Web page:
Examining Potential Measurement Biases in the Autism Diagnostic Observation Schedule for Race, Ethnicity and Gender
The Autism Diagnostic Observation Schedule (ADOS) is widely used across cultural contexts to assess symptoms of autism spectrum disorders (ASD; Blacher et al, 2014). Little research has examined whether demographic characteristics such as race, ethnicity, and gender contribute to differential variability on ADOS score profiles, in spite of known cultural differences in social norms and variability in ASD symptom presentation across demographic groups (Bernier, Mao, & Yen, 2010). For example, cross-cultural variability exists regarding amount and type of social eye contact (e.g., Fugita, 1973; McCarthy, Lee, Itakura, & Mur, 2006) and facial expression (Vrana & Rollock, 2002), which may directly result in symptom variability in an assessment context depending on the diagnostic tests used. In potential support of this point, research shows variability exists with regard to ASD symptom presentation (Tek & Landa, 2012) and identified symptom profiles (Kharod, Giarelli, Blum, Hanlon, & Levy, 2012) across different demographic groups.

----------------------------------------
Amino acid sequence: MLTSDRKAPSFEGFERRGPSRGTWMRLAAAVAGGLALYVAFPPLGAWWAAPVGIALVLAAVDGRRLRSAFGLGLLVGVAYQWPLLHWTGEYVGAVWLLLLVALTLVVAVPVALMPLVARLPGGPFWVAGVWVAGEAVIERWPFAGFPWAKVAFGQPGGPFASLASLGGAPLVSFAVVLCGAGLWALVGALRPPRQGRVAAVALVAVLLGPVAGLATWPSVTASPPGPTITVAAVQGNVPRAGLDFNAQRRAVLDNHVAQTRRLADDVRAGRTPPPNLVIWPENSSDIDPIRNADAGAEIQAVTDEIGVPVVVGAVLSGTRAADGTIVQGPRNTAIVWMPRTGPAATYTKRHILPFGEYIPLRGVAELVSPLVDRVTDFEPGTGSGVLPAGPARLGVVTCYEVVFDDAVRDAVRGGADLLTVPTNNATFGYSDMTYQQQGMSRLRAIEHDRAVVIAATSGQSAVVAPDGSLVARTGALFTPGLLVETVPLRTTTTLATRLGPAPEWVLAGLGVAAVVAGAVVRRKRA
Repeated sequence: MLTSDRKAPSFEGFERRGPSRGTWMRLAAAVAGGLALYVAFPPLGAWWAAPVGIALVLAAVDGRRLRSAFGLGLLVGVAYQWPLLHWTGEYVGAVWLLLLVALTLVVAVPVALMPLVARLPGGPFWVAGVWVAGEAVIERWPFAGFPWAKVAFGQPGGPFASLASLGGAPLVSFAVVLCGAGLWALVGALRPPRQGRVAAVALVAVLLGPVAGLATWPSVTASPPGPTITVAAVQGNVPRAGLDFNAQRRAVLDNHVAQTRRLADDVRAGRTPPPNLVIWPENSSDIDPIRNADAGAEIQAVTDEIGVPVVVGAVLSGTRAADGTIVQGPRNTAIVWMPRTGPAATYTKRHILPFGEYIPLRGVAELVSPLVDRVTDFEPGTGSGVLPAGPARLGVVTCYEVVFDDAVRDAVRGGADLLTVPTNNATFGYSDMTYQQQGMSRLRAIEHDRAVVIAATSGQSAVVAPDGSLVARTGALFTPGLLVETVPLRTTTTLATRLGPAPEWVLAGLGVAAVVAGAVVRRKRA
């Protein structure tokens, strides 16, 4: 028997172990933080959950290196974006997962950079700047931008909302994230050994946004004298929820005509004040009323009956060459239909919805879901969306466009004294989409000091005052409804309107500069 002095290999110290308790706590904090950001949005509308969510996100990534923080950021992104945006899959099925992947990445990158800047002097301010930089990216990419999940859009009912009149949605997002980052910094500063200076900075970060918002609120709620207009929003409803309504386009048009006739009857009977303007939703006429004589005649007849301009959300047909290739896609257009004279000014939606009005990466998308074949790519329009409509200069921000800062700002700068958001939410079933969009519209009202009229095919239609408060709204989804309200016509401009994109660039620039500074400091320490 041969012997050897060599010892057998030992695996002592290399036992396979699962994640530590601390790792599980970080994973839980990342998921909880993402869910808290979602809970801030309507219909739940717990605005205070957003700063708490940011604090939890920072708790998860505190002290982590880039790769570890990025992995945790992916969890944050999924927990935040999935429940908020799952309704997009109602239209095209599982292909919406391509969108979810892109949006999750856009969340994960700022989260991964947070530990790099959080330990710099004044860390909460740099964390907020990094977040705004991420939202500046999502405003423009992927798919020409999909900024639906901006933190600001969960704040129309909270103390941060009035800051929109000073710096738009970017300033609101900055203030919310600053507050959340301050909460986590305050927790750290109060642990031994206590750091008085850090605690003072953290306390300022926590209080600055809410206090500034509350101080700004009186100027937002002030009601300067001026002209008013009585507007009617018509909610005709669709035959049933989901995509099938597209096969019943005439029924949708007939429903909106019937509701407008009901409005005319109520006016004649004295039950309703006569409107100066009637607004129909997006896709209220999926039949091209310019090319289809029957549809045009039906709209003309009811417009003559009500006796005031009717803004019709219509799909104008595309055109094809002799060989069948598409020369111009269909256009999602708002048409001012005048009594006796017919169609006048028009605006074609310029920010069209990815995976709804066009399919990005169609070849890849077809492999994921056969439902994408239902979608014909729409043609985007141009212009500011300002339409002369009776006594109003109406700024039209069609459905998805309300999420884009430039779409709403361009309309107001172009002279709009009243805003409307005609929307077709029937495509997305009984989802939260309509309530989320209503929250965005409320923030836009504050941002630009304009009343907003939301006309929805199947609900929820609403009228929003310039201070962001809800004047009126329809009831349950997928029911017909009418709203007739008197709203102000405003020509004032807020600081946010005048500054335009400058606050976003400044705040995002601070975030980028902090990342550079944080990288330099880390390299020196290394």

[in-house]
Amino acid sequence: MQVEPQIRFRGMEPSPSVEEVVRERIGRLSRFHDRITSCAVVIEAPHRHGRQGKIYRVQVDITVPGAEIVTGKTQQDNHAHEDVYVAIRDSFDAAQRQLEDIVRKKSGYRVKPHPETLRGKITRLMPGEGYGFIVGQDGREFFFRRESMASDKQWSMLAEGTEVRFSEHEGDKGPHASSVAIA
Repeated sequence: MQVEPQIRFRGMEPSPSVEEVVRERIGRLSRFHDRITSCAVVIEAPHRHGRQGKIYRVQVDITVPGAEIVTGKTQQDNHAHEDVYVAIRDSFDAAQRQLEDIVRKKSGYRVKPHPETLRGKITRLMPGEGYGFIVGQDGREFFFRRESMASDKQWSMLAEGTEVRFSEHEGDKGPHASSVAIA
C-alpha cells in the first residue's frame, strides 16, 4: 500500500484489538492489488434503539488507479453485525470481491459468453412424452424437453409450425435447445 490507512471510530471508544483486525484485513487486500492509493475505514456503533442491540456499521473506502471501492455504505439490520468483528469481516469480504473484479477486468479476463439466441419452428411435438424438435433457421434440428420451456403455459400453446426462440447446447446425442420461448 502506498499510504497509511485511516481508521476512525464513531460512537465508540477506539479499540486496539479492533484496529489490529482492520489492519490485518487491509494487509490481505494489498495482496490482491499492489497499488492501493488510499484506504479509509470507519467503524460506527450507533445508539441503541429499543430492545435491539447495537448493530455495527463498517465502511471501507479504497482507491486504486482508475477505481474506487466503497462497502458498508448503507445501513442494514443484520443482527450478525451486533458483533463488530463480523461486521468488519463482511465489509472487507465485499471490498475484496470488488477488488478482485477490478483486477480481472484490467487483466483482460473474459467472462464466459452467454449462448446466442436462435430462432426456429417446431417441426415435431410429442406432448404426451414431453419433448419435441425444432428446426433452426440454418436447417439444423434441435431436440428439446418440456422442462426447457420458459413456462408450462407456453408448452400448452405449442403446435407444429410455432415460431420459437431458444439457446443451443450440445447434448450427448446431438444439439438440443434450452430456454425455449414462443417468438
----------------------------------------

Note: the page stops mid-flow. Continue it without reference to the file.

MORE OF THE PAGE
The objective of this study is to examine the ADOS to determine if item-level biases exist among distinct sociodemographic groups including race (Caucasian, African American, or Asian), ethnicity (Hispanic or non-Hispanic), and gender.
Participants included in this study (n = 2459) were part of the Simons Simplex Collection (SSC), had complete data and fell within one of the racial categories identified as sufficiently powered for analysis: White (n = 2245), Black/African American (n = 103), or Asian (n = 111). The majority participants classified their ethnicity as not Hispanic or Latino (n = 2165) rather than Hispanic or Latino (n = 294) and were male (n = 2129). We examined a subset of ten items from the ADOS that were included in at least three of the four ADOS modules and were worded the same in both the item description and the coding categories across all modules.
A measurement noninvariance analysis was used, and approached using a Multiple Causes analytic framework. The focus was limited to differences in item location. All analyses controlled for age and IQ. Holding level of overall ADOS score constant, we found significant item level bias for three items. We observed Black children we more likely have higher ratings on the ADOS items assessing levels of usual eye contact and stereotyped or idiosyncratic word use. Asian children were more likely to have elevated ratings on the unusual sensory interests ADOS item. In terms of ethnicity, Hispanic children were also more likely to have higher ratings on the ADOS item assessing levels of usual eye contact. No item level biases were observed for gender.
Conclusions: This study revealed that of the ten ADOS items examined, item level biases existed for race among three specific items. In a diagnostic assessment context, this variability within ADOS items may result in overestimation of impairment for specific racial groups. These findings speak to the need for more research assessing the need for specific norms for different racial and ethnic groups to aid in more accurate diagnosis.